Sep 22 , 2019
Chocolate Tea: Nature’s Aphrodisiac
Theobroma cacao more popularly known as cocoa is a native to the Central and South American regions and was first brought to Jamaica by the Amerindians who were some of the earliest settlers on the island. The cocoa plant was used to make a drink in combination with red pepper by the Amerindians and was considered a delicacy. The cocoa plant is very diverse and can be used to make from mulch and animal feed to soft drinks and alcohol to jam, cocoa butter and marmalade and of course chocolate and it’s many byproducts. The plant can grow anywhere between 12 to 25 feet high with the fruit taking between 150-180 days to fully develop. It is commonly grown in abundance on farms, however small amounts of cocoa tree can be seen in isolation in and around the homes of several Jamaicans.
The benefits of this plant is far reaching as a study conducted by the Ball State University in Indiana and published by the Nutrients Journal in 2013 the has shown that the extracts from the cocoa plant fights against hypertension as well as aid in preventing cardiovascular diseases which would primarily affect the blood vessels (arteries, veins, resistant vessels) and the heart. Further studies by A. Scholey from the Swinburne University of Technology, Australia and L. Owen from the Keele University, UK has revealed that the continued intake of flavanols from cocoa extracts significantly improves one’s neurocognitive enhancements and supports one’s neuroprotective effects. This is particularly important since brain development is vital to every aspect of growth. To support the above research, the Mars Center for Cocoa Health Science has discovered that the consumption of cocoa promotes the production of nitric acid in the body which “triggers the muscles in the arterial wall to relax”, this then allows the easy flow of oxygen, nutrients and blood through the body.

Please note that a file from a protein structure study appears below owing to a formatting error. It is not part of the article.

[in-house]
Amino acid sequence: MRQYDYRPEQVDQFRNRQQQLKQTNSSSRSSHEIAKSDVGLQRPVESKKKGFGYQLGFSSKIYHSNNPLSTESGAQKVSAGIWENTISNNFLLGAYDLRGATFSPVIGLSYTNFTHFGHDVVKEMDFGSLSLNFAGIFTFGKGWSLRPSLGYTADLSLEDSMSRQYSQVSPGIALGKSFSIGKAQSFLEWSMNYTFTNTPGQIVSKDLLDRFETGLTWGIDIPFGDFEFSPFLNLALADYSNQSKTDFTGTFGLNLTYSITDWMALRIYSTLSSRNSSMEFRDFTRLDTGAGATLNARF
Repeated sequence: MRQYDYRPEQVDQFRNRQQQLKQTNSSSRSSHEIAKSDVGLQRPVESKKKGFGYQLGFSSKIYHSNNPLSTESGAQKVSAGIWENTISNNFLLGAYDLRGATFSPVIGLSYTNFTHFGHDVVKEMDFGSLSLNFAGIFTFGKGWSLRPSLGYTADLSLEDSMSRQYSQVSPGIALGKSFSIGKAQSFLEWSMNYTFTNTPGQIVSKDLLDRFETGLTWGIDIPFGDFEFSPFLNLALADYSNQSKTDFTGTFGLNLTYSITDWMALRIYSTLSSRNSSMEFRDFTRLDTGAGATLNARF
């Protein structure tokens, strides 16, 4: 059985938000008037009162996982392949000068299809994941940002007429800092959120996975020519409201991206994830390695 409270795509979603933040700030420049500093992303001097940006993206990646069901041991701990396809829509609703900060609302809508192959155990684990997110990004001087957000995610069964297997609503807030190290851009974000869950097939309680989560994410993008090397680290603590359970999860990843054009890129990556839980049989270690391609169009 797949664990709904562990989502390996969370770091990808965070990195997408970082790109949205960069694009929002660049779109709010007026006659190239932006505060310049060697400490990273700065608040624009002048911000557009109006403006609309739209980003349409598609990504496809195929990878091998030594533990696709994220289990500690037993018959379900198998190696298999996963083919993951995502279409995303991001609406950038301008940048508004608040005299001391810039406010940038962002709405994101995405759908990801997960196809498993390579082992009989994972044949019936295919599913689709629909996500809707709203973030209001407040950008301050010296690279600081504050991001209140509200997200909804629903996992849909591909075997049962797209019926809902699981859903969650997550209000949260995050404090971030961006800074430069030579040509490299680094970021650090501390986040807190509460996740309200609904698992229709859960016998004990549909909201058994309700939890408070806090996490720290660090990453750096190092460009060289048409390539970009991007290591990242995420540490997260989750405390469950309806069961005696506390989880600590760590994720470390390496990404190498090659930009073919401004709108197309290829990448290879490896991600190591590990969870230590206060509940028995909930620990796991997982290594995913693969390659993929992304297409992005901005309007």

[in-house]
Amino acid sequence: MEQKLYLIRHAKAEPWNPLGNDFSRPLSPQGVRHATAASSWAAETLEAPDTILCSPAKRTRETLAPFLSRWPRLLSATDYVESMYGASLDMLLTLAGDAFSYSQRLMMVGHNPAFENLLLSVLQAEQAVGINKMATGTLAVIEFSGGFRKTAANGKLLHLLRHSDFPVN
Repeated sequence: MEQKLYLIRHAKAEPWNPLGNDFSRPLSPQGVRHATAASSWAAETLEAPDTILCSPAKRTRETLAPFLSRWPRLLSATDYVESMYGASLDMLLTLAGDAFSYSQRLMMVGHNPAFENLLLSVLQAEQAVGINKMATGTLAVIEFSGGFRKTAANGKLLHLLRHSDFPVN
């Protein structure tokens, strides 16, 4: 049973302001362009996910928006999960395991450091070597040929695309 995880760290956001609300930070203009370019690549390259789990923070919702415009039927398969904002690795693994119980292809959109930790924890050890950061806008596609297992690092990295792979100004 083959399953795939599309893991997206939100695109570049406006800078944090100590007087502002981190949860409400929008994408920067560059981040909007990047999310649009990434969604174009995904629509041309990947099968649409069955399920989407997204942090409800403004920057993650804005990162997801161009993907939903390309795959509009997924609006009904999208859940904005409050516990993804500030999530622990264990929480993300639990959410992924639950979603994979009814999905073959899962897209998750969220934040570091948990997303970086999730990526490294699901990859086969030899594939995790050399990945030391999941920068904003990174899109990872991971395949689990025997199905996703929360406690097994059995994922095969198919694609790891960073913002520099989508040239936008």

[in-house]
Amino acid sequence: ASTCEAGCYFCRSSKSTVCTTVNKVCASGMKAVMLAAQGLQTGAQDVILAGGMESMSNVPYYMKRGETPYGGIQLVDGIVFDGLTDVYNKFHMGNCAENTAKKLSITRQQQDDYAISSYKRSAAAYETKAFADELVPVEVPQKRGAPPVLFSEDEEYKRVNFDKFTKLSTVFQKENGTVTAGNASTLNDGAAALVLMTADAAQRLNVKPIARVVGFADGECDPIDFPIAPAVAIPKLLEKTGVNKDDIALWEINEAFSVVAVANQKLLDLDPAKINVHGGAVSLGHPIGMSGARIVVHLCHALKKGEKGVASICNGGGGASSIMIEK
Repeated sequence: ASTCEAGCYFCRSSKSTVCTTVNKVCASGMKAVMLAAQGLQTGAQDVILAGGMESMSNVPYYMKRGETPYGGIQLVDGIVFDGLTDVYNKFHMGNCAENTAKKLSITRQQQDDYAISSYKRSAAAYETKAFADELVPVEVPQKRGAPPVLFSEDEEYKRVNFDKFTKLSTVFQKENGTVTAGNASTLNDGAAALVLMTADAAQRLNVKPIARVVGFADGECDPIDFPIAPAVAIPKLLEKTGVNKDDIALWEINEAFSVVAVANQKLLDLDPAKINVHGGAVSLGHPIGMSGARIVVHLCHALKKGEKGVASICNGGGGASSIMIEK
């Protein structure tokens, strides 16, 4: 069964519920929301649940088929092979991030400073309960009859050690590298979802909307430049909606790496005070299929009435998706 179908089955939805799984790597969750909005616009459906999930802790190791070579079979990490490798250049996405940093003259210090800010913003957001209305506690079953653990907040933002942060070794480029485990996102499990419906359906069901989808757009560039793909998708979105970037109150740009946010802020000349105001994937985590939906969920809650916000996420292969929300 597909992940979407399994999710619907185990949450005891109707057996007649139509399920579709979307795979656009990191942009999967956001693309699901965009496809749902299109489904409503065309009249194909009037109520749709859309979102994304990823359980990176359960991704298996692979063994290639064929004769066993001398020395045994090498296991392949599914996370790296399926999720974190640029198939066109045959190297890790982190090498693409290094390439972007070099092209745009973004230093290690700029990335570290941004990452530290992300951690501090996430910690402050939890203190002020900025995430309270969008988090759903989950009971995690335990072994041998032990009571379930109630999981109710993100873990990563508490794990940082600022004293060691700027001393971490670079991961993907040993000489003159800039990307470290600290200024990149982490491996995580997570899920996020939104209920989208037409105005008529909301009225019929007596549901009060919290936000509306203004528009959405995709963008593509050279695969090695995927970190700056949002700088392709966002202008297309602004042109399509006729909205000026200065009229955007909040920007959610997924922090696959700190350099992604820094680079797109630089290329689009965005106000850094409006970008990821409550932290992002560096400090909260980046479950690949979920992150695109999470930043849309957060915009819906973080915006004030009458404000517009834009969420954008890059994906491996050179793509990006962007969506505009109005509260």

A Jamaican all time favorite, the cocoa plant is used to make the chocolate tea which is considered a luxury in rural parishes and is considered a delicacy in the urban areas. The tea is a Sunday morning specialty or it is served at family gatherings any time of day or year. The chocolate tea is so loved; it is sometimes prepared as soon as individuals feel the urge to have any form of warm liquid to drink. The tea has a long standing tradition within the Jamaican society and it is said to have been prepared as far back as any living Jamaican can remember. So useful is the powder form the cocoa plant that it is used in making punches and in cakes as a flavoring ingredient.
To prepare the tea from scratch, the cocoa beans are dried and grinded to resemble dust like particles; this is then added to boiling water and is allowed to boil for approximately 3-5 minutes. However, before adding the cocoa powder to the water, the user must add spices such as cinnamon, salt, nutmeg and vanilla in splashes. It is then sweetened with a combination of condensed milk and sugar even though several drinkers prefer to use only condensed milk. The tea however is unsweetened for individuals who are diabetics.
In Jamaica, any large gatherings are certain to have chocolate tea being served as it would be very disappointing for attendees who traditionally show up to these events with the expectation of partaking in such tea. Chocolate tea is also considered an antidepressant by the locals and it is often drunk when there is a feeling of a high level of stress.
The widely know side effect of the cocoa plant and its byproducts is in relation to caffeine which is contained within the plant, therefore users who are allergic or show signs of allergy to caffeine may show such side effects if the chocolate tea or any other cocoa byproduct is consumed. The consumption of large amounts by children may lead to tics or restlessness and it may lead to enhancing migraine headaches.